Men watch the electronic stock indicator of a securities firm in Tokyo on Sept. 30, 2013.
(Photo: Shizuo Kambayashi, AP)
(USATODAY.com) - Wall Street investors were reacting calmly to the partial shutdown of the U.S government.
Ahead of the start to regular trading on Tuesday, the three major benchmark indexes all rose.
Dow Jones industrial average index futures added 0.2%, Standard & Poor's 500 index futures rose 0.3% and Nasdaq index futures were up 0.3%.
Global markets shook off the funding impasse over extending the government's budget, with stocks in Japan buoyed by the latest "tankan" survey of business confidence. The Nikkei 225 rose 0.2% to 14, 484. 72. Markets in mainland China and Hong Kong are closed for public holidays.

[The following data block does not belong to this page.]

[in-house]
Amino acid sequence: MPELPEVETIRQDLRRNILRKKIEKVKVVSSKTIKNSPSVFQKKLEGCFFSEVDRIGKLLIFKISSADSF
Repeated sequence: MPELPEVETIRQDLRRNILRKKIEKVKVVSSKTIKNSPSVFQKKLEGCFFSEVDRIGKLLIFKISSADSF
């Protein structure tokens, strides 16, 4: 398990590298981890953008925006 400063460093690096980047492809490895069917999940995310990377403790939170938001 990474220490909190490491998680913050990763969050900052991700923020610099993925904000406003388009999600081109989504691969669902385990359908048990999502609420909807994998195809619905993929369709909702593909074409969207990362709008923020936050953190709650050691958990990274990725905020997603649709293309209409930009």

Most European markets were similarly unbowed. Britain's FTSE 100 index dipped modestly but benchmarks in Germany, France and Italy all saw gains of around 0.3%.
BUDGET BATTLE: Government shuts down after Congress fails to pass spending bill
"Markets have become more and more rational over the last 24 months, particularly when they've seen central banks ... all working very closely together to make sure their economies are supported," said Evan Lucas, market analyst at IG in Melbourne, Australia.
In the run-up to the shutdown, stocks fell Monday. The Dow dropped 0.8% to close at 15,129.67. The S&P 500 fell 0.6% to 1,681.55. The Nasdaq fell nearly 0.3% to 3,771.48.
MONDAY: Stocks end lower ahead of government shutdown
Benchmark oil for November delivery was down 35 cents to $101.98 per barrel in electronic trading on the New York Mercantile Exchange. The contract grade fell 54 cents to close at $102.33 a barrel on the Nymex on Monday.
Contributing: Associated Press